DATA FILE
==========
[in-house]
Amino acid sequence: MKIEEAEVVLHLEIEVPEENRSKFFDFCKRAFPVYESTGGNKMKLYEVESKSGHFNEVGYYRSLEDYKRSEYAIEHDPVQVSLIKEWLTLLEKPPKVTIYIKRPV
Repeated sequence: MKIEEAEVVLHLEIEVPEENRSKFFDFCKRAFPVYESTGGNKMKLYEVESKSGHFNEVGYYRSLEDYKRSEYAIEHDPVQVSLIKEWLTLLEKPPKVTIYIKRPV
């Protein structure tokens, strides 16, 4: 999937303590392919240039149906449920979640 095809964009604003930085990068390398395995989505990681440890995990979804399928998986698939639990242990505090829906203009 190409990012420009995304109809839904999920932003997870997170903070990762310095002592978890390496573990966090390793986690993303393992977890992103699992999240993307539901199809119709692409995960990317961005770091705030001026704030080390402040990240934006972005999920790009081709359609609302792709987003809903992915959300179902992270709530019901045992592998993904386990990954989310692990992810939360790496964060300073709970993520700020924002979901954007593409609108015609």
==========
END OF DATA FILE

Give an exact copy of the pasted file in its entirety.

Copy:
[in-house]
Amino acid sequence: MKIEEAEVVLHLEIEVPEENRSKFFDFCKRAFPVYESTGGNKMKLYEVESKSGHFNEVGYYRSLEDYKRSEYAIEHDPVQVSLIKEWLTLLEKPPKVTIYIKRPV
Repeated sequence: MKIEEAEVVLHLEIEVPEENRSKFFDFCKRAFPVYESTGGNKMKLYEVESKSGHFNEVGYYRSLEDYKRSEYAIEHDPVQVSLIKEWLTLLEKPPKVTIYIKRPV
């Protein structure tokens, strides 16, 4: 999937303590392919240039149906449920979640 095809964009604003930085990068390398395995989505990681440890995990979804399928998986698939639990242990505090829906203009 190409990012420009995304109809839904999920932003997870997170903070990762310095002592978890390496573990966090390793986690993303393992977890992103699992999240993307539901199809119709692409995960990317961005770091705030001026704030080390402040990240934006972005999920790009081709359609609302792709987003809903992915959300179902992270709530019901045992592998993904386990990954989310692990992810939360790496964060300073709970993520700020924002979901954007593409609108015609």